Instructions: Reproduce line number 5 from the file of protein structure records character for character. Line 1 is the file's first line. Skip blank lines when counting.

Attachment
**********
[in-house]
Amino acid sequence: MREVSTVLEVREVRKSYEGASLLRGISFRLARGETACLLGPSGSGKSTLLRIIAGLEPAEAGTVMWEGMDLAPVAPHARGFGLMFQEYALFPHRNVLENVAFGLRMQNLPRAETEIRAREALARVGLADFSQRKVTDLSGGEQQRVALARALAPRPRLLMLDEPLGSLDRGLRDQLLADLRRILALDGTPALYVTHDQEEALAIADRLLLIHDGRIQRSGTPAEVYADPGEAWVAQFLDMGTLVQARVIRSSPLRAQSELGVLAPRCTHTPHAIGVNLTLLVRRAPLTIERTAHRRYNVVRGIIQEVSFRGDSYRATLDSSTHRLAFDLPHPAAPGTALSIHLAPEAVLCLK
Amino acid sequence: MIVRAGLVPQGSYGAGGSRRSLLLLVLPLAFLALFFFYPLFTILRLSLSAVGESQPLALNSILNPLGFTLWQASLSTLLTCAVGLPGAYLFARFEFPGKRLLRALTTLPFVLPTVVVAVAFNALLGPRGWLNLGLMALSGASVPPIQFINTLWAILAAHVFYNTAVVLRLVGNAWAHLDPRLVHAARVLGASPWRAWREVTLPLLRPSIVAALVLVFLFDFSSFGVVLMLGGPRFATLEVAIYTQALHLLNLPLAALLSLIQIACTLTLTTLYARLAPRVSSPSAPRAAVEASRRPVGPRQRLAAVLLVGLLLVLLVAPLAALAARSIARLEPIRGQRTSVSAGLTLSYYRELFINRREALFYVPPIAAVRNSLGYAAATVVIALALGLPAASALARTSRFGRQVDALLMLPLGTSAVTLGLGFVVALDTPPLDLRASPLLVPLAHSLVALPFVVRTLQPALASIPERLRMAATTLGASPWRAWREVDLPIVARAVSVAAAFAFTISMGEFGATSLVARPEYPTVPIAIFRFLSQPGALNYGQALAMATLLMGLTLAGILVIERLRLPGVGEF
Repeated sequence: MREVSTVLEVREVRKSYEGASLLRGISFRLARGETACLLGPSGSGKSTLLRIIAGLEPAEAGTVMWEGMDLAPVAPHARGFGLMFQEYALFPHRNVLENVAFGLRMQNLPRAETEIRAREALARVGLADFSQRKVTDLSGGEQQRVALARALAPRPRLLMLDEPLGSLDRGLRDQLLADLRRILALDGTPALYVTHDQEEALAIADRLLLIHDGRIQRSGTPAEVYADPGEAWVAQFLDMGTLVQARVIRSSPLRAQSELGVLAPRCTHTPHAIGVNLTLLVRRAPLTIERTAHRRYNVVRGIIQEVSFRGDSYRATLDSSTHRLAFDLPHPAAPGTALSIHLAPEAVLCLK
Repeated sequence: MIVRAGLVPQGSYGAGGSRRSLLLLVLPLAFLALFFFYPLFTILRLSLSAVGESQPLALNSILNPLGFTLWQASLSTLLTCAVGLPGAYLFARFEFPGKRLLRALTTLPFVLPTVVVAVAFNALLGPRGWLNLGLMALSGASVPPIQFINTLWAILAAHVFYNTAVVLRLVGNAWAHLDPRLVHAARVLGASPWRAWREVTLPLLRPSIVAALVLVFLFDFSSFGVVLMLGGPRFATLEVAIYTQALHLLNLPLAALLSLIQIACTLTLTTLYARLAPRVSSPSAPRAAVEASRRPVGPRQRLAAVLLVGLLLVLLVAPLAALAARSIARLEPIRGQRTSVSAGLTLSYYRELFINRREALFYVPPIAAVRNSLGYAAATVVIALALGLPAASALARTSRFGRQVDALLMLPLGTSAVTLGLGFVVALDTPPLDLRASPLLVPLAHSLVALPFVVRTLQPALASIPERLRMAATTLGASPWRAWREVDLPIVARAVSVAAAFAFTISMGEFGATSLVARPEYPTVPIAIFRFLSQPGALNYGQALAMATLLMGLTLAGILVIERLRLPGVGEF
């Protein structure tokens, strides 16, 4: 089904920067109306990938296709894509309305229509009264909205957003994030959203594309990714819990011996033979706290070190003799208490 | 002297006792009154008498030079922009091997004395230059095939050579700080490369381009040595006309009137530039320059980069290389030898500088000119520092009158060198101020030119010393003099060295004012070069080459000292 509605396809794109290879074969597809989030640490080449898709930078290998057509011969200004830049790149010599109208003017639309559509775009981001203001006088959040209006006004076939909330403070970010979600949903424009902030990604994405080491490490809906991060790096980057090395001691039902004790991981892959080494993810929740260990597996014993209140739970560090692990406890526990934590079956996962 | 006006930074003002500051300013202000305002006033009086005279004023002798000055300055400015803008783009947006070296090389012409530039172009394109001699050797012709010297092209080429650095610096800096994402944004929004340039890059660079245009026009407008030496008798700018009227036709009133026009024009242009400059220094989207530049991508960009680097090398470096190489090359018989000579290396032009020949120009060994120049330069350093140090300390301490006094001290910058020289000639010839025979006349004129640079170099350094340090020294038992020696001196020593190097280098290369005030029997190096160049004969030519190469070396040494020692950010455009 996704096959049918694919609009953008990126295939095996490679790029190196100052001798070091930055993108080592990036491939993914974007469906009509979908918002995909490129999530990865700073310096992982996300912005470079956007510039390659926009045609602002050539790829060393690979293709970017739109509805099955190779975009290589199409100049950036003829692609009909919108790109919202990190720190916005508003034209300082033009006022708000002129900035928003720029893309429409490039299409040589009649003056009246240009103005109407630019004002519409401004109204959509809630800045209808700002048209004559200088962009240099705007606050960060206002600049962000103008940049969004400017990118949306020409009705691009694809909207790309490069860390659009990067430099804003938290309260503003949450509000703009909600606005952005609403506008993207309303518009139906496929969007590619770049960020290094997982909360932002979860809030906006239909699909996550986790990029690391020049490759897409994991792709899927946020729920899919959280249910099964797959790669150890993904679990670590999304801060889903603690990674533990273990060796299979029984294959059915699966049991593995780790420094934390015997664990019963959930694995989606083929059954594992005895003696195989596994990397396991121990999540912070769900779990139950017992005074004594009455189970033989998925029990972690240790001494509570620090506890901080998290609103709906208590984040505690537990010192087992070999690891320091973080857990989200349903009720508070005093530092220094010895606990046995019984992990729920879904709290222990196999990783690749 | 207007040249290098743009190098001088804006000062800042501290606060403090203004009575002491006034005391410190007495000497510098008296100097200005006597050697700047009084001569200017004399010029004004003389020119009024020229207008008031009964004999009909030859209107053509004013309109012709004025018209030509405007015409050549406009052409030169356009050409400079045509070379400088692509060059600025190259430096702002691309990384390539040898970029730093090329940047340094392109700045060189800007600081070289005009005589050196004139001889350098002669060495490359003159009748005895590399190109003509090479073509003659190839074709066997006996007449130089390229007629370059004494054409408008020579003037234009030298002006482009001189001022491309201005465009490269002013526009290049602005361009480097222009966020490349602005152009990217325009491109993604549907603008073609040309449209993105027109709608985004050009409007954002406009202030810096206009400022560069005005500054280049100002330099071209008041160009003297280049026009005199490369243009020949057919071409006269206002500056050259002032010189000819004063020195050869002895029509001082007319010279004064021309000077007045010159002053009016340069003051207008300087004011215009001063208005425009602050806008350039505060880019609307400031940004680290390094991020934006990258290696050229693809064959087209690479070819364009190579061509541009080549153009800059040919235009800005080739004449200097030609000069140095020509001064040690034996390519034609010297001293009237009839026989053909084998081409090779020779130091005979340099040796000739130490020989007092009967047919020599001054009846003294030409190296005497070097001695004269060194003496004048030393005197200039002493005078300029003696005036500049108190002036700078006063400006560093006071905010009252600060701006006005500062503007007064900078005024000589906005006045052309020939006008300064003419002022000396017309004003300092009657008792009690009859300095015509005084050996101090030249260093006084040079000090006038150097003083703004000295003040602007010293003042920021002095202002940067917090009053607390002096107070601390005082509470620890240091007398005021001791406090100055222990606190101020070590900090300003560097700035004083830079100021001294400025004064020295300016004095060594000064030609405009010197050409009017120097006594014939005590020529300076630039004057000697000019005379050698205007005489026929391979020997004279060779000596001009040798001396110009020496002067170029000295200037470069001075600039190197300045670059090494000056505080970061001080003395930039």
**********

Repeated sequence: MIVRAGLVPQGSYGAGGSRRSLLLLVLPLAFLALFFFYPLFTILRLSLSAVGESQPLALNSILNPLGFTLWQASLSTLLTCAVGLPGAYLFARFEFPGKRLLRALTTLPFVLPTVVVAVAFNALLGPRGWLNLGLMALSGASVPPIQFINTLWAILAAHVFYNTAVVLRLVGNAWAHLDPRLVHAARVLGASPWRAWREVTLPLLRPSIVAALVLVFLFDFSSFGVVLMLGGPRFATLEVAIYTQALHLLNLPLAALLSLIQIACTLTLTTLYARLAPRVSSPSAPRAAVEASRRPVGPRQRLAAVLLVGLLLVLLVAPLAALAARSIARLEPIRGQRTSVSAGLTLSYYRELFINRREALFYVPPIAAVRNSLGYAAATVVIALALGLPAASALARTSRFGRQVDALLMLPLGTSAVTLGLGFVVALDTPPLDLRASPLLVPLAHSLVALPFVVRTLQPALASIPERLRMAATTLGASPWRAWREVDLPIVARAVSVAAAFAFTISMGEFGATSLVARPEYPTVPIAIFRFLSQPGALNYGQALAMATLLMGLTLAGILVIERLRLPGVGEF